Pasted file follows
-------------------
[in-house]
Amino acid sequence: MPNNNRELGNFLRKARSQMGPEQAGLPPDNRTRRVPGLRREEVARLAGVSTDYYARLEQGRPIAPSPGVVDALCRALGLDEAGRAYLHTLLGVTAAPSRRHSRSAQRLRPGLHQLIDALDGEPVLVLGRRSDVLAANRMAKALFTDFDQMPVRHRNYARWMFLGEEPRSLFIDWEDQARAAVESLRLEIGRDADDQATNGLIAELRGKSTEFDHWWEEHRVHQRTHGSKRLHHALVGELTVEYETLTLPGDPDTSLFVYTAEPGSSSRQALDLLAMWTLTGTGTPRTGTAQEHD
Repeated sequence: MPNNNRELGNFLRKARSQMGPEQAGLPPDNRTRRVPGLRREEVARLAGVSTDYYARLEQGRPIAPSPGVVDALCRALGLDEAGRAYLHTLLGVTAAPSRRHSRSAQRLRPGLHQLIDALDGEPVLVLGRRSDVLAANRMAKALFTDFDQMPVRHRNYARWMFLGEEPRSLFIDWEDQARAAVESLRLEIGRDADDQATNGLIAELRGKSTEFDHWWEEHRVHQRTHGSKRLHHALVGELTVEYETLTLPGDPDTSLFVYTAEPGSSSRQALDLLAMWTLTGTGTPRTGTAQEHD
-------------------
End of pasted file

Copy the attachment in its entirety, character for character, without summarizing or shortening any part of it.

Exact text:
[in-house]
Amino acid sequence: MPNNNRELGNFLRKARSQMGPEQAGLPPDNRTRRVPGLRREEVARLAGVSTDYYARLEQGRPIAPSPGVVDALCRALGLDEAGRAYLHTLLGVTAAPSRRHSRSAQRLRPGLHQLIDALDGEPVLVLGRRSDVLAANRMAKALFTDFDQMPVRHRNYARWMFLGEEPRSLFIDWEDQARAAVESLRLEIGRDADDQATNGLIAELRGKSTEFDHWWEEHRVHQRTHGSKRLHHALVGELTVEYETLTLPGDPDTSLFVYTAEPGSSSRQALDLLAMWTLTGTGTPRTGTAQEHD
Repeated sequence: MPNNNRELGNFLRKARSQMGPEQAGLPPDNRTRRVPGLRREEVARLAGVSTDYYARLEQGRPIAPSPGVVDALCRALGLDEAGRAYLHTLLGVTAAPSRRHSRSAQRLRPGLHQLIDALDGEPVLVLGRRSDVLAANRMAKALFTDFDQMPVRHRNYARWMFLGEEPRSLFIDWEDQARAAVESLRLEIGRDADDQATNGLIAELRGKSTEFDHWWEEHRVHQRTHGSKRLHHALVGELTVEYETLTLPGDPDTSLFVYTAEPGSSSRQALDLLAMWTLTGTGTPRTGTAQEHD